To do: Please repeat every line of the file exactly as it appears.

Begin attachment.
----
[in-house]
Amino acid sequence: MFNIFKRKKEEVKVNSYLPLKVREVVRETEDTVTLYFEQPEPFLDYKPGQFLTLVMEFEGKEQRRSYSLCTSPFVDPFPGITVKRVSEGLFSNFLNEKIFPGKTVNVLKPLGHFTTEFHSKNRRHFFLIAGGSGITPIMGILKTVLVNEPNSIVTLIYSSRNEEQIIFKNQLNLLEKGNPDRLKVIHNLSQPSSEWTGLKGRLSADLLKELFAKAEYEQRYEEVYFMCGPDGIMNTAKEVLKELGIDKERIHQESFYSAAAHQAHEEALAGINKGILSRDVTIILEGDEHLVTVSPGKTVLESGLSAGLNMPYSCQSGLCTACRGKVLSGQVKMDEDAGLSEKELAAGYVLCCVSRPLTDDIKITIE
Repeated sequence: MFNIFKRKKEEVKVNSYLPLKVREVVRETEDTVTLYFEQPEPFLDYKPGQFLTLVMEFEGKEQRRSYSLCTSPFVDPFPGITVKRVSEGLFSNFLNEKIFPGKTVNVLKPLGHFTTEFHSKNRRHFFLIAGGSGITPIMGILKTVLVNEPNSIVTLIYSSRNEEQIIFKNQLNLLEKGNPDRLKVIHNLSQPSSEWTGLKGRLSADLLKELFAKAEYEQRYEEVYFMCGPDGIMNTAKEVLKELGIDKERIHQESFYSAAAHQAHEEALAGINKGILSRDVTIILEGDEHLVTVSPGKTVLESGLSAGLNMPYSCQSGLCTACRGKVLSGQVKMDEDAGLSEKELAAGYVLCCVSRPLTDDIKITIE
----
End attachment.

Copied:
[in-house]
Amino acid sequence: MFNIFKRKKEEVKVNSYLPLKVREVVRETEDTVTLYFEQPEPFLDYKPGQFLTLVMEFEGKEQRRSYSLCTSPFVDPFPGITVKRVSEGLFSNFLNEKIFPGKTVNVLKPLGHFTTEFHSKNRRHFFLIAGGSGITPIMGILKTVLVNEPNSIVTLIYSSRNEEQIIFKNQLNLLEKGNPDRLKVIHNLSQPSSEWTGLKGRLSADLLKELFAKAEYEQRYEEVYFMCGPDGIMNTAKEVLKELGIDKERIHQESFYSAAAHQAHEEALAGINKGILSRDVTIILEGDEHLVTVSPGKTVLESGLSAGLNMPYSCQSGLCTACRGKVLSGQVKMDEDAGLSEKELAAGYVLCCVSRPLTDDIKITIE
Repeated sequence: MFNIFKRKKEEVKVNSYLPLKVREVVRETEDTVTLYFEQPEPFLDYKPGQFLTLVMEFEGKEQRRSYSLCTSPFVDPFPGITVKRVSEGLFSNFLNEKIFPGKTVNVLKPLGHFTTEFHSKNRRHFFLIAGGSGITPIMGILKTVLVNEPNSIVTLIYSSRNEEQIIFKNQLNLLEKGNPDRLKVIHNLSQPSSEWTGLKGRLSADLLKELFAKAEYEQRYEEVYFMCGPDGIMNTAKEVLKELGIDKERIHQESFYSAAAHQAHEEALAGINKGILSRDVTIILEGDEHLVTVSPGKTVLESGLSAGLNMPYSCQSGLCTACRGKVLSGQVKMDEDAGLSEKELAAGYVLCCVSRPLTDDIKITIE